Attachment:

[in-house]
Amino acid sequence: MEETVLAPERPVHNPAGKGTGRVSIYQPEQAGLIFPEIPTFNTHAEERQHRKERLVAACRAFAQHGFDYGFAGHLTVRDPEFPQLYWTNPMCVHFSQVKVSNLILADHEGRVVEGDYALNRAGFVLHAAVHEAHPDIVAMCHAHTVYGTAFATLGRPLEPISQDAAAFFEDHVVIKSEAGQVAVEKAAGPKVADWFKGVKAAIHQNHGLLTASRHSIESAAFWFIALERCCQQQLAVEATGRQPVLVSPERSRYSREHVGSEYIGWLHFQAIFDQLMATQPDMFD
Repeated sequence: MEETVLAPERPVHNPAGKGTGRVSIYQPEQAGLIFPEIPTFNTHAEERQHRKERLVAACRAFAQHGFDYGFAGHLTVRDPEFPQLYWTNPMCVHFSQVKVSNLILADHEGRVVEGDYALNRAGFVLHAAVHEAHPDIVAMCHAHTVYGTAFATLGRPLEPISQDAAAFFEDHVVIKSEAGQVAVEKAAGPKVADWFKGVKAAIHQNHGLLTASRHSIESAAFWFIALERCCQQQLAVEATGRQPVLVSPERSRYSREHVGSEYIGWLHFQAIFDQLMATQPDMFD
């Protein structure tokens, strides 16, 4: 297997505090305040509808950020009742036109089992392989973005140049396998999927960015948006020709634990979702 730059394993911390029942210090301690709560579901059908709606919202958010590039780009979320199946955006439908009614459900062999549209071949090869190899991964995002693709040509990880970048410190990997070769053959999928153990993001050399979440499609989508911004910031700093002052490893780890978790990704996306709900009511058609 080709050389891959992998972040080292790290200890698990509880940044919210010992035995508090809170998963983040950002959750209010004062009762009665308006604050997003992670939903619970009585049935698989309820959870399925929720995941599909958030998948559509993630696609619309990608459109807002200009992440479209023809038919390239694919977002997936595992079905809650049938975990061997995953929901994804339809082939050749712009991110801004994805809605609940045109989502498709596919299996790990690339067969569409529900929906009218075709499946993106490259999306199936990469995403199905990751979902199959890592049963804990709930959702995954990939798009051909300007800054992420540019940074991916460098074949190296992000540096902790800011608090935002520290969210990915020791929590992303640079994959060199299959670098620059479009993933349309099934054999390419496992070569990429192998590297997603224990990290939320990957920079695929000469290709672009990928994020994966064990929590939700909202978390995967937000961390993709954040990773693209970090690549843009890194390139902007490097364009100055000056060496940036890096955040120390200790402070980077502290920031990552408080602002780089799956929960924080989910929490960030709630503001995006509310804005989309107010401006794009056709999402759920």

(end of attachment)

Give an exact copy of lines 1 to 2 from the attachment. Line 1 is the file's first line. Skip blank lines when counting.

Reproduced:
[in-house]
Amino acid sequence: MEETVLAPERPVHNPAGKGTGRVSIYQPEQAGLIFPEIPTFNTHAEERQHRKERLVAACRAFAQHGFDYGFAGHLTVRDPEFPQLYWTNPMCVHFSQVKVSNLILADHEGRVVEGDYALNRAGFVLHAAVHEAHPDIVAMCHAHTVYGTAFATLGRPLEPISQDAAAFFEDHVVIKSEAGQVAVEKAAGPKVADWFKGVKAAIHQNHGLLTASRHSIESAAFWFIALERCCQQQLAVEATGRQPVLVSPERSRYSREHVGSEYIGWLHFQAIFDQLMATQPDMFD